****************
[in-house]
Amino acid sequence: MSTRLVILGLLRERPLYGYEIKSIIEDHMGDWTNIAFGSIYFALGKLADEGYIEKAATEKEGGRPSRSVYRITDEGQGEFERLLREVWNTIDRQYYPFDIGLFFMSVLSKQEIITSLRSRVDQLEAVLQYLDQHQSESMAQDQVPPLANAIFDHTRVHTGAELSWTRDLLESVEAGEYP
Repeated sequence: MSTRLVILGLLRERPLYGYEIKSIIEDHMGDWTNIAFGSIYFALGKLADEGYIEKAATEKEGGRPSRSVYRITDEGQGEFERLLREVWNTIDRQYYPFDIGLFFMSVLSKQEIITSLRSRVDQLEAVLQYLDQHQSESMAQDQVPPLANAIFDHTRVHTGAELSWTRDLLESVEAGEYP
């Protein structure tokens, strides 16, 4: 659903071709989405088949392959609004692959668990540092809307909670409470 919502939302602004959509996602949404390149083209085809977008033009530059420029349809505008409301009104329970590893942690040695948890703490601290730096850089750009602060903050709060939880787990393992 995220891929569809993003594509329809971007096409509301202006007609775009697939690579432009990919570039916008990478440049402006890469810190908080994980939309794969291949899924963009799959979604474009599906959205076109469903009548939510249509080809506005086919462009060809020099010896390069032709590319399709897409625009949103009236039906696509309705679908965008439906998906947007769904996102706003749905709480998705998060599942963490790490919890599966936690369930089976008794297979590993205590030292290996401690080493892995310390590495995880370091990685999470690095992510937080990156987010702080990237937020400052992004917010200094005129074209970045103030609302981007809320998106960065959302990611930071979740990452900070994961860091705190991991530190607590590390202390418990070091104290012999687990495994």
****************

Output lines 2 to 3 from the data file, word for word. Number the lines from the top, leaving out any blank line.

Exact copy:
Amino acid sequence: MSTRLVILGLLRERPLYGYEIKSIIEDHMGDWTNIAFGSIYFALGKLADEGYIEKAATEKEGGRPSRSVYRITDEGQGEFERLLREVWNTIDRQYYPFDIGLFFMSVLSKQEIITSLRSRVDQLEAVLQYLDQHQSESMAQDQVPPLANAIFDHTRVHTGAELSWTRDLLESVEAGEYP
Repeated sequence: MSTRLVILGLLRERPLYGYEIKSIIEDHMGDWTNIAFGSIYFALGKLADEGYIEKAATEKEGGRPSRSVYRITDEGQGEFERLLREVWNTIDRQYYPFDIGLFFMSVLSKQEIITSLRSRVDQLEAVLQYLDQHQSESMAQDQVPPLANAIFDHTRVHTGAELSWTRDLLESVEAGEYP